The smudgy background around the head area bothered me so I fixed it. I added materials and worked into it until I felt happier with it. Sometimes it is not about thinking and planning it is about trying to fix something by working into it until it looks better. This can create a tension and be a stressful part of the process, feeling like you are trying to rescue something from impending disaster. The work I go through this struggle with always seems better for it this angst seems to sometimes be an important part of making and not very enjoyable.
‘Using the dissolvable but perhaps with the stitches left on a fabric and the water being a permanent aspect of the work could be worth exploring. This would show process but also makes a relationship between the imagery and the process.’ I like things to have a reason but I have been considering how this might be more about just being able to see the connections that are already there, perhaps having been subconsciously evolving in a particular way – not very scientific, but a hunch that things that appear serendipitous may in fact have been subconsciously designed and evidence of an ongoing iterative process.
I became interested in how repeat tracings or free-machine stitching of the same image is a form of mimicry but that through the process each one turns out differently and evolves. The sampling and experimenting of the image on different translucent materials allows for these differences to be seen. When learning we often mimic the actions of those we are learning from but also thinking about ‘mimesis’ as copying/imitating/replicating in terms of drawing is interesting when through this process it changes into something else and no longer replicates the original source in the same way. By contrast ‘diegesis’ an ongoing narrative – telling rather than showing describes the process by which I am exploring and sharing the making and evolving of the work.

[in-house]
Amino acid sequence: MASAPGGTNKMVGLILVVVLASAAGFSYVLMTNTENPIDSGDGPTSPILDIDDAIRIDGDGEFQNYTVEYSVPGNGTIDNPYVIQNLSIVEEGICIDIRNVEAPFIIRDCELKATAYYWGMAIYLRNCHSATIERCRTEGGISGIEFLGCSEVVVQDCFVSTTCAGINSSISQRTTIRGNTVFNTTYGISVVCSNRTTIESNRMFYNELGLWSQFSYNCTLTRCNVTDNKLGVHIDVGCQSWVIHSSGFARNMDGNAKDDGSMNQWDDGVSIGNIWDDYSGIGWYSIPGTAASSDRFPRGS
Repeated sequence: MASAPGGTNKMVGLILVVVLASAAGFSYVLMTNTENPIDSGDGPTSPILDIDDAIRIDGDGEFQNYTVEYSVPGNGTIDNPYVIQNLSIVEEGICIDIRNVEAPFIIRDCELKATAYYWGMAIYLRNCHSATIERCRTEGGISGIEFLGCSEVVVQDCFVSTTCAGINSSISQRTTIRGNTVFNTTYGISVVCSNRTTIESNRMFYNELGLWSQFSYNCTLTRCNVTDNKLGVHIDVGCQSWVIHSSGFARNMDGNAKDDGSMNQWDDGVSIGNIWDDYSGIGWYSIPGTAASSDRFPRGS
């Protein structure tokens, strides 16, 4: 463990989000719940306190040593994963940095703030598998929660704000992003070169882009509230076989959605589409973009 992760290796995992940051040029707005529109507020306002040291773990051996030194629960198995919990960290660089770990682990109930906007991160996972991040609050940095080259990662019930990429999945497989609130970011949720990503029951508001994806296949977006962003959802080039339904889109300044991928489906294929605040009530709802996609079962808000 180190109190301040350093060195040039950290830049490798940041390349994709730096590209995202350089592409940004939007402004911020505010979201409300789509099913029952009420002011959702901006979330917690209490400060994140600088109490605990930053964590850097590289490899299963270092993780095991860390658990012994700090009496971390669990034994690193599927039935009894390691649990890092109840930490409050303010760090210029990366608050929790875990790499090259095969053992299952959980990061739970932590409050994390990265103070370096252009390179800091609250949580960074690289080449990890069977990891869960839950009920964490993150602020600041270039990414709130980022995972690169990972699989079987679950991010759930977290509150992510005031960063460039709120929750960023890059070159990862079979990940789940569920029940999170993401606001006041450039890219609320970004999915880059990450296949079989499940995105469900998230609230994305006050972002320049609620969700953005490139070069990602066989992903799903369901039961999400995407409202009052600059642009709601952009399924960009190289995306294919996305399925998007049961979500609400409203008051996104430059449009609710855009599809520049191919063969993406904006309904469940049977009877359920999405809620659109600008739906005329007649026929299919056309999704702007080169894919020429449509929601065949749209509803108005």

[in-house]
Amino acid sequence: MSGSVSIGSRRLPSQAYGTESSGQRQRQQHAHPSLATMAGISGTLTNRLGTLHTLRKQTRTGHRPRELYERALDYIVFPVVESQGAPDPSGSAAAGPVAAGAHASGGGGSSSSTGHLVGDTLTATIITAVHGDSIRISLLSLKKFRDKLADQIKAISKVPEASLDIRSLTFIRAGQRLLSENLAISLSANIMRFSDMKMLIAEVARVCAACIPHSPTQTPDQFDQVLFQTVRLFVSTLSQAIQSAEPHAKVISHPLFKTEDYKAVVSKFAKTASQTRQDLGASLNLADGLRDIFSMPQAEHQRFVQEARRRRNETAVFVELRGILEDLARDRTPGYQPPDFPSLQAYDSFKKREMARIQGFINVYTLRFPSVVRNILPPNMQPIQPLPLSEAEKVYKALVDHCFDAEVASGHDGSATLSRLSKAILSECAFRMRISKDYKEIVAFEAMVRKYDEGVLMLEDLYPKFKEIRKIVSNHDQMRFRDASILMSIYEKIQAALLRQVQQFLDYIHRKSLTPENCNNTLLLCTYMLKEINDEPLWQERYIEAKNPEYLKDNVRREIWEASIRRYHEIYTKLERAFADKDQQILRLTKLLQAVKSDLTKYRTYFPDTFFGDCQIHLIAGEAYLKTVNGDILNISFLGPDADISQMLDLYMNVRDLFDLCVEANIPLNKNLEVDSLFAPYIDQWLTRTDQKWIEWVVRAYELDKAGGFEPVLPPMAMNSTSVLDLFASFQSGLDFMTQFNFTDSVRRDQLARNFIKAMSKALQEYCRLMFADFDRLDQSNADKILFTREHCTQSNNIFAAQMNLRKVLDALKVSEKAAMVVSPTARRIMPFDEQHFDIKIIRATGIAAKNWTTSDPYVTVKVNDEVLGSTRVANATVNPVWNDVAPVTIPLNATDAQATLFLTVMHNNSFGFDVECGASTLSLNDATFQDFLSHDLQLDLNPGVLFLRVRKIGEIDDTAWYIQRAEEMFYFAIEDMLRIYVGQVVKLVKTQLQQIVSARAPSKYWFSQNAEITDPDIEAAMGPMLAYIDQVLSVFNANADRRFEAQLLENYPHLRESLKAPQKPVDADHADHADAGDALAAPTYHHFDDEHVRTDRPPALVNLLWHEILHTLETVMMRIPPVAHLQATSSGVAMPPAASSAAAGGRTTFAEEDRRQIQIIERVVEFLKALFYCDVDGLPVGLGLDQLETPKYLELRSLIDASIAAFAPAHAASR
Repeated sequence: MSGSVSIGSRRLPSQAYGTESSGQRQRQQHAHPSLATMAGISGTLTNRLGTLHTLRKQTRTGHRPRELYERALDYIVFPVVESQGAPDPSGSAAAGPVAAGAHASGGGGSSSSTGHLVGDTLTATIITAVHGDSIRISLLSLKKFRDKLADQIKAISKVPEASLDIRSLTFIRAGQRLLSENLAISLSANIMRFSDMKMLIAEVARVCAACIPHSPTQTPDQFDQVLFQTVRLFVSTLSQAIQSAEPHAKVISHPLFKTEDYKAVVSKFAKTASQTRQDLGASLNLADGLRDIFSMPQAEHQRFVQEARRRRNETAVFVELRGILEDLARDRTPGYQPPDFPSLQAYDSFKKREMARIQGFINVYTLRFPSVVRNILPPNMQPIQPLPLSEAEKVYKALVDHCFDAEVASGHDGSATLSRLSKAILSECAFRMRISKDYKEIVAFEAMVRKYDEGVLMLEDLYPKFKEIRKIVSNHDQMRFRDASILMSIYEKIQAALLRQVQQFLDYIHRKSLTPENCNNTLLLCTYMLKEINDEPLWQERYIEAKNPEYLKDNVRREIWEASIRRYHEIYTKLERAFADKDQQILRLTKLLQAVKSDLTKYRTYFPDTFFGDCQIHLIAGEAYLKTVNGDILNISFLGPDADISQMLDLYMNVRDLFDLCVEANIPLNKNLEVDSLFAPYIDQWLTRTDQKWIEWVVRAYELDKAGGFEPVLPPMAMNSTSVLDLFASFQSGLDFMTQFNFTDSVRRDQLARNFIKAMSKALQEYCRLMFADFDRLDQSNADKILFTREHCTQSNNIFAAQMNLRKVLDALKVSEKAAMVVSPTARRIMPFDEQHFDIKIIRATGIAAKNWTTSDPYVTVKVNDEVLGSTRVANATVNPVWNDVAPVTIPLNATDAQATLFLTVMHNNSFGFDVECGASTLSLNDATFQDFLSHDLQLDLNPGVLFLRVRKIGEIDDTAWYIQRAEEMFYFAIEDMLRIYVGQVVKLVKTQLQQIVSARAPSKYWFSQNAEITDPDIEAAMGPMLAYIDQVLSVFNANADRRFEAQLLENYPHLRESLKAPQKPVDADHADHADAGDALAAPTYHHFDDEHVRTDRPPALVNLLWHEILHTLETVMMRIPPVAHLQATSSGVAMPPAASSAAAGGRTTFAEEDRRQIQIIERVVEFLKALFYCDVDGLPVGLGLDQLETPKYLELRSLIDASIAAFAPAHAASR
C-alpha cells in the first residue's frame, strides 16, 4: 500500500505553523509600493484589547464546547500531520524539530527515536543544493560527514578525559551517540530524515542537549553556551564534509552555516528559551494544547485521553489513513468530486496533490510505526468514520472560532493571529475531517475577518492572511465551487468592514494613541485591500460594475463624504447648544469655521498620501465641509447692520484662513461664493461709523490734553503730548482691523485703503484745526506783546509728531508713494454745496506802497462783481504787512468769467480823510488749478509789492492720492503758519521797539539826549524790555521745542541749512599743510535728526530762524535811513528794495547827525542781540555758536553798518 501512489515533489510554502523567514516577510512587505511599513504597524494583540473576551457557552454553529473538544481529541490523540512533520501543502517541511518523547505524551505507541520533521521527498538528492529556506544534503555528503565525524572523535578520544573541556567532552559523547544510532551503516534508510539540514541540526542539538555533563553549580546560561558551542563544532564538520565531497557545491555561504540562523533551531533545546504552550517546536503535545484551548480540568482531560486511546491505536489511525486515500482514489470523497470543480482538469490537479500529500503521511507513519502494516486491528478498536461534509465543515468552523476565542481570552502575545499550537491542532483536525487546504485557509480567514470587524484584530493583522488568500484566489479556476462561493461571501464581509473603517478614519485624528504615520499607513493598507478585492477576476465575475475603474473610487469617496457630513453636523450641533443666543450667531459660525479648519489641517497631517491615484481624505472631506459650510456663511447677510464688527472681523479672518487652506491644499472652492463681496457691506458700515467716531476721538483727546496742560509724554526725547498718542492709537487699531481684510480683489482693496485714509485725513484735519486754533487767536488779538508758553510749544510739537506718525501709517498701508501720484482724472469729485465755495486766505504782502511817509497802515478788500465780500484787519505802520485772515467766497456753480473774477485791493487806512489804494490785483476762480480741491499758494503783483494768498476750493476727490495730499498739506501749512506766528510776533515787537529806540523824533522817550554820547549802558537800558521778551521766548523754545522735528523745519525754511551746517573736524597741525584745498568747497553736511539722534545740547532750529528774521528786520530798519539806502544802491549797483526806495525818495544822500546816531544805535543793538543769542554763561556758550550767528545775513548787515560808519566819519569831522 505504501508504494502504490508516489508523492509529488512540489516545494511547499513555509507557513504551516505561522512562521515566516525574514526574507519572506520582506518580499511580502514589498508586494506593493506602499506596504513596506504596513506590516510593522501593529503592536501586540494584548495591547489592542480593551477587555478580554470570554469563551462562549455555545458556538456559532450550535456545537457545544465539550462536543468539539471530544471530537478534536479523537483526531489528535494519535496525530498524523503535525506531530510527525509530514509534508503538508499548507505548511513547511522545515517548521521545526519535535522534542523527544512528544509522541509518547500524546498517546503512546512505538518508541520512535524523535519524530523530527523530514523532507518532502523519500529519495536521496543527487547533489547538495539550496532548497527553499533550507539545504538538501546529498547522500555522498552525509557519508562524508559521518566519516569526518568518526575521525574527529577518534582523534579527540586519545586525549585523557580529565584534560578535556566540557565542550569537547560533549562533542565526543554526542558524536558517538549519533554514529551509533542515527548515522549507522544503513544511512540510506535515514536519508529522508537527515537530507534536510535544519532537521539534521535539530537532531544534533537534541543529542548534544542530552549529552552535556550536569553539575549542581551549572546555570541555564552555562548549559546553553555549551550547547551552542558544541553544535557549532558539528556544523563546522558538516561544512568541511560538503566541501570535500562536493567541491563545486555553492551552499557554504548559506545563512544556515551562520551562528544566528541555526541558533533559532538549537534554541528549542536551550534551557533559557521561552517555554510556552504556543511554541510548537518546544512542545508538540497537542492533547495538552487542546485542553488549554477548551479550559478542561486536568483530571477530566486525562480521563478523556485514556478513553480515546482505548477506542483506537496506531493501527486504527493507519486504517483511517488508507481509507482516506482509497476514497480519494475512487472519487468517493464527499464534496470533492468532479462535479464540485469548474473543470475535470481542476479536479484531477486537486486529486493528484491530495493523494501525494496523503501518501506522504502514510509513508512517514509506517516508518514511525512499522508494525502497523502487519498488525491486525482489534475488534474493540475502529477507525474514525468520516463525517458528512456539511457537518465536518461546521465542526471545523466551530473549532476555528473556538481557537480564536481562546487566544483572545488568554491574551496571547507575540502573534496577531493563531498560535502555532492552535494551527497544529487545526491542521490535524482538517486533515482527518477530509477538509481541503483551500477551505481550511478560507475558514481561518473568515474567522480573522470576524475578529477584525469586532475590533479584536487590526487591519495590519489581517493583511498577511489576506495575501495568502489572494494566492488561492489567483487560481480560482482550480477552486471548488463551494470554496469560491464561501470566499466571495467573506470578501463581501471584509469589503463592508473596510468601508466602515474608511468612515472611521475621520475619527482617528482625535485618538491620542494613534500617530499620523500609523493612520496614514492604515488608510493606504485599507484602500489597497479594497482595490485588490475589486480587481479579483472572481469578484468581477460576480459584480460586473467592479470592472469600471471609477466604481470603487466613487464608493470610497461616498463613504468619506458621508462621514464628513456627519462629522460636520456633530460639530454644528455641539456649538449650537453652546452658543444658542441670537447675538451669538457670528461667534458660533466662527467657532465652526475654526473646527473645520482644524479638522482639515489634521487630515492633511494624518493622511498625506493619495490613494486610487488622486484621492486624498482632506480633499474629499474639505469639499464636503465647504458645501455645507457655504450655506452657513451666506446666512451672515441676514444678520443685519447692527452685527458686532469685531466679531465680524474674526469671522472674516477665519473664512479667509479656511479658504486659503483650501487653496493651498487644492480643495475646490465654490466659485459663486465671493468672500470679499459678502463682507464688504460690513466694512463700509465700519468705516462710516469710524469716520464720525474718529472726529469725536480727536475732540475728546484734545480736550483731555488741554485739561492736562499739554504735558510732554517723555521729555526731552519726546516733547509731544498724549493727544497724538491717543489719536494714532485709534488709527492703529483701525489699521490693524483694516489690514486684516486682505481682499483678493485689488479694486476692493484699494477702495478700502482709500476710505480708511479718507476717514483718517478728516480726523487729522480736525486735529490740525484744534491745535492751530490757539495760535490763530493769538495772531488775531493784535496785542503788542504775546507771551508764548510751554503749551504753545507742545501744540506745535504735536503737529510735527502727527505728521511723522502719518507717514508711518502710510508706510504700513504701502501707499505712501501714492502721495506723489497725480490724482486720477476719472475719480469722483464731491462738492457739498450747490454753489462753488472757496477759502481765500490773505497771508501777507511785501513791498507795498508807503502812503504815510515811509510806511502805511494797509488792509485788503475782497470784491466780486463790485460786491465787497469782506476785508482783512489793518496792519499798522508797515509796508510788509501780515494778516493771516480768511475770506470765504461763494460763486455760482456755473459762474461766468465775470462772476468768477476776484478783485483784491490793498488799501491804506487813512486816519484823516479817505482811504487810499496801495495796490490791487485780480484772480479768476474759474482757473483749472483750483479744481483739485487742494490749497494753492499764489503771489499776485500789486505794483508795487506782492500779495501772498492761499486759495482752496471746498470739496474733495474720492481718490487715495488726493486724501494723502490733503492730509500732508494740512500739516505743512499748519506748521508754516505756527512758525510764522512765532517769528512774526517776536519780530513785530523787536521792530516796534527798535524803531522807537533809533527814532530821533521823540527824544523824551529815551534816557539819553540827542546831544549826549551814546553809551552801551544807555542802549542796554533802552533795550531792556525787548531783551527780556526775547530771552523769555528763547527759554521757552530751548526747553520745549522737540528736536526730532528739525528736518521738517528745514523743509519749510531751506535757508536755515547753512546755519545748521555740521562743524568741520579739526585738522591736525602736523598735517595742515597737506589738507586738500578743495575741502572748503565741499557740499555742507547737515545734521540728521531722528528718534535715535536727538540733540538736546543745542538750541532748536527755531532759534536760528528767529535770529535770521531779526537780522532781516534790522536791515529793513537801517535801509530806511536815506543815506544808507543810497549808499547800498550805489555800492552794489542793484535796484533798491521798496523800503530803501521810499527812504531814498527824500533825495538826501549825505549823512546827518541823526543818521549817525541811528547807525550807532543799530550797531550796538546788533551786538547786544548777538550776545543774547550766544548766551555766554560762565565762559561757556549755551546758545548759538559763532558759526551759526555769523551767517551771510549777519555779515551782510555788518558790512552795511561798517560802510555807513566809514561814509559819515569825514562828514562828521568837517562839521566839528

From the experiments I decided to record the repetition of making the image on one length of silk, it became a fairly arbitrary length with a piece being added when it looked the right length. Making the length with repeated imagery became a rhythm, the free machine technique allowed me to focus on the lines but also respond to the sewing in the same way I would with a pencil on paper. Each image would be different and look slightly different but overall they look assertive in their attempt to look the same. The water – contained in a goldfish bowl shaped vase (reminded me of deep sea diving helmets) would allow the process of dissolving the material to become a permanent part of the final piece of work or ‘installation’. With the embroidery in the bowl it became changed through the distortion of the water as well as the shape of the bowl and the diver looks at home.
The final piece of experimentation was with projecting parts of the documented process, the films of the making, over the work. My original ideas, which I spent some time procrastinating on, to embed the process using conductive threads and miniature screens and speakers, could still be developed. At this stage I want to conclude in some way and consider the integration of technology afterwards. The projections enable further overlays of imagery and emphasise the mimesis and diegesis that have emerged from it – the final recording is a version of the installation as a pause rather than a full stop to the ‘Making the invisible visible’ project.